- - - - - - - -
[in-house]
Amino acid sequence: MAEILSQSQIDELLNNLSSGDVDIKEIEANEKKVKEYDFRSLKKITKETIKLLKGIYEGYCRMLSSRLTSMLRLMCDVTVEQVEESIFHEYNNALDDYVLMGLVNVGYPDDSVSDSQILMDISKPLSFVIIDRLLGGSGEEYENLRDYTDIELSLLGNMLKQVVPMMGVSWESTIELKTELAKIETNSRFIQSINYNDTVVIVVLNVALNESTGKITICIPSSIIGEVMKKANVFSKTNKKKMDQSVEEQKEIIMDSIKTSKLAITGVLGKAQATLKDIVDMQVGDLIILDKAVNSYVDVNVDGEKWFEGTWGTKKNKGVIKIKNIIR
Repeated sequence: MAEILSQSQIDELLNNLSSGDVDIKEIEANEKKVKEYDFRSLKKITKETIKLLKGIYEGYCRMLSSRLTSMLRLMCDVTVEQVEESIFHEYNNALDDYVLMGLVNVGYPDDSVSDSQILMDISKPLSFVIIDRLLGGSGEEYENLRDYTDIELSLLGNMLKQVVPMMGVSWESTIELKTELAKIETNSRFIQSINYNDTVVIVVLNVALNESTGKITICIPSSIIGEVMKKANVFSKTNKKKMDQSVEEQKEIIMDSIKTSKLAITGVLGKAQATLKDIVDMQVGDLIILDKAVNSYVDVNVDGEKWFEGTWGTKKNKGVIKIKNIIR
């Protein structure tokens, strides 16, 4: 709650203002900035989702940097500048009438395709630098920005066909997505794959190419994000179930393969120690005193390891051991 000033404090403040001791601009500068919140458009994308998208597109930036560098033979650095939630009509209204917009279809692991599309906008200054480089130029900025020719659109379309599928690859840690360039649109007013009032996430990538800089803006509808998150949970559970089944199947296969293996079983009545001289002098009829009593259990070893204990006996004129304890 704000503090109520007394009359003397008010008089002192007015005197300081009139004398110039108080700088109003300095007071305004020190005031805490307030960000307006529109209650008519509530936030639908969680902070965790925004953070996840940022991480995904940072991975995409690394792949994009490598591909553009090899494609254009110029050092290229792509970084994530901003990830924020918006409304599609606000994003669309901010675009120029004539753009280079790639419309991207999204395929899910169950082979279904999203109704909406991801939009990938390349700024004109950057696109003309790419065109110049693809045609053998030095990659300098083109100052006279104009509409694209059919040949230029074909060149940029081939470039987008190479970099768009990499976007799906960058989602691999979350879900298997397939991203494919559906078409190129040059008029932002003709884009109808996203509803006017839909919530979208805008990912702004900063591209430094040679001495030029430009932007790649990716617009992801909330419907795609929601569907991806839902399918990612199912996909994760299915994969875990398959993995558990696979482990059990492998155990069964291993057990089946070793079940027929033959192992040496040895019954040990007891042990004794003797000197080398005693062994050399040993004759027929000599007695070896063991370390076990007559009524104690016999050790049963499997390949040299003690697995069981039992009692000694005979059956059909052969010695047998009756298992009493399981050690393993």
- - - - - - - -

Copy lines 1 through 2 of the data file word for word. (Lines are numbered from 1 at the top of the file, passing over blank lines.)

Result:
[in-house]
Amino acid sequence: MAEILSQSQIDELLNNLSSGDVDIKEIEANEKKVKEYDFRSLKKITKETIKLLKGIYEGYCRMLSSRLTSMLRLMCDVTVEQVEESIFHEYNNALDDYVLMGLVNVGYPDDSVSDSQILMDISKPLSFVIIDRLLGGSGEEYENLRDYTDIELSLLGNMLKQVVPMMGVSWESTIELKTELAKIETNSRFIQSINYNDTVVIVVLNVALNESTGKITICIPSSIIGEVMKKANVFSKTNKKKMDQSVEEQKEIIMDSIKTSKLAITGVLGKAQATLKDIVDMQVGDLIILDKAVNSYVDVNVDGEKWFEGTWGTKKNKGVIKIKNIIR